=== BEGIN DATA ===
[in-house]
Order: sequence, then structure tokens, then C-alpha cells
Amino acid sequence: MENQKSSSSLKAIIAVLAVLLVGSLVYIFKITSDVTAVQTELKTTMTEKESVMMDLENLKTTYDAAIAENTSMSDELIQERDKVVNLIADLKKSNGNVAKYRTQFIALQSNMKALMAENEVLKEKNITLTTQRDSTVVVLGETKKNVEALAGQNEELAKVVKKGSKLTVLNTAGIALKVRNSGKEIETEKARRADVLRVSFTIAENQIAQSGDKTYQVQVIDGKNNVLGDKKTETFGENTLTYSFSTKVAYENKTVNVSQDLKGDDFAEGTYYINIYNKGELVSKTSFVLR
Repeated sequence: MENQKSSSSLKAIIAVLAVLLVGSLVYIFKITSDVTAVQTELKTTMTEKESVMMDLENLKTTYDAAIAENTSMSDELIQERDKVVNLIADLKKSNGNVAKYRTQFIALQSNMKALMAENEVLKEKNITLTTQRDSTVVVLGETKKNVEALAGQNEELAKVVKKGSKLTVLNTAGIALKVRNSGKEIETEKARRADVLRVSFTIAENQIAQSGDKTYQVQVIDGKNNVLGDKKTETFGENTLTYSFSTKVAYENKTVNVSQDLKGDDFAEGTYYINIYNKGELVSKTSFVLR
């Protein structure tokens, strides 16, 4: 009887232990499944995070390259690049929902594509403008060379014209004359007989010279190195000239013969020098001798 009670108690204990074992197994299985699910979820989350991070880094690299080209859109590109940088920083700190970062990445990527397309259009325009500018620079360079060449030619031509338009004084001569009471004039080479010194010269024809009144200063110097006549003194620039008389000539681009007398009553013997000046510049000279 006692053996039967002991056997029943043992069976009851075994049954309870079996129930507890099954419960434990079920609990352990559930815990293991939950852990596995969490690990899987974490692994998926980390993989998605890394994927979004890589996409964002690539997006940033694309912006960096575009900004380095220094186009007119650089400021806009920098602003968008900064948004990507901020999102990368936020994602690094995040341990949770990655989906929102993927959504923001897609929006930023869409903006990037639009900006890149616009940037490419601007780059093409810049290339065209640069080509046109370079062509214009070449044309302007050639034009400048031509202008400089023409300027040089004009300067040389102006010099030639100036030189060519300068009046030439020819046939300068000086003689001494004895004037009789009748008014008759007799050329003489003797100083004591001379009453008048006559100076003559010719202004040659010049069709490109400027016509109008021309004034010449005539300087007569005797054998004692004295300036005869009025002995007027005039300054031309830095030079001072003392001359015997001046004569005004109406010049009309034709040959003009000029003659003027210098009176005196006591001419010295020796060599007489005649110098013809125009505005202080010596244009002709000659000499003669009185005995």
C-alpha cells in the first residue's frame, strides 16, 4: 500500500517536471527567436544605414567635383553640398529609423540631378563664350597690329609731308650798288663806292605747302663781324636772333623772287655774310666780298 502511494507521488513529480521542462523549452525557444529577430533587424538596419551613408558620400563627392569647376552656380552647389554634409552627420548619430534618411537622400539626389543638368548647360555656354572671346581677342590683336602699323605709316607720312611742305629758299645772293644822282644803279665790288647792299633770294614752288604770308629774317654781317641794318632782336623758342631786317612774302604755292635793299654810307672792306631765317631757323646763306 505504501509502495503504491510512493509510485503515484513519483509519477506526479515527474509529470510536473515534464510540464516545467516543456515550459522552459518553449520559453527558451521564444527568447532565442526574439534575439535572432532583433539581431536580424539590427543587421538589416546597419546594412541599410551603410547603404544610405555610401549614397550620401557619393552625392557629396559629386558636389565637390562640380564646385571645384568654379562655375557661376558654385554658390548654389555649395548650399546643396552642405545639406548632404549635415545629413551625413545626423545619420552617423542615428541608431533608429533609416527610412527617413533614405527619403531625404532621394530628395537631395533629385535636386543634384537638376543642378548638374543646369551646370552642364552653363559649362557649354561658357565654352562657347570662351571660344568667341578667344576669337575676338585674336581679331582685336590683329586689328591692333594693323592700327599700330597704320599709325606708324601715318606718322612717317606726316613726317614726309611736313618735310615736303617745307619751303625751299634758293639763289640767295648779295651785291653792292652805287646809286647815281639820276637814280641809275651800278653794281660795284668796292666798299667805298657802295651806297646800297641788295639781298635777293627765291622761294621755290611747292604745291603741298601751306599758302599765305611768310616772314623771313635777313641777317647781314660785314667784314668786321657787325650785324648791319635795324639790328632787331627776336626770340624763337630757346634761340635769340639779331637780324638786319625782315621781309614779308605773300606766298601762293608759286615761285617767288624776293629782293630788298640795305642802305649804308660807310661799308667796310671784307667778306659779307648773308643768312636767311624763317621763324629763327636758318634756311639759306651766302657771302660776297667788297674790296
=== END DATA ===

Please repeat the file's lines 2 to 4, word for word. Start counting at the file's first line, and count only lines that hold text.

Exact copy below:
Order: sequence, then structure tokens, then C-alpha cells
Amino acid sequence: MENQKSSSSLKAIIAVLAVLLVGSLVYIFKITSDVTAVQTELKTTMTEKESVMMDLENLKTTYDAAIAENTSMSDELIQERDKVVNLIADLKKSNGNVAKYRTQFIALQSNMKALMAENEVLKEKNITLTTQRDSTVVVLGETKKNVEALAGQNEELAKVVKKGSKLTVLNTAGIALKVRNSGKEIETEKARRADVLRVSFTIAENQIAQSGDKTYQVQVIDGKNNVLGDKKTETFGENTLTYSFSTKVAYENKTVNVSQDLKGDDFAEGTYYINIYNKGELVSKTSFVLR
Repeated sequence: MENQKSSSSLKAIIAVLAVLLVGSLVYIFKITSDVTAVQTELKTTMTEKESVMMDLENLKTTYDAAIAENTSMSDELIQERDKVVNLIADLKKSNGNVAKYRTQFIALQSNMKALMAENEVLKEKNITLTTQRDSTVVVLGETKKNVEALAGQNEELAKVVKKGSKLTVLNTAGIALKVRNSGKEIETEKARRADVLRVSFTIAENQIAQSGDKTYQVQVIDGKNNVLGDKKTETFGENTLTYSFSTKVAYENKTVNVSQDLKGDDFAEGTYYINIYNKGELVSKTSFVLR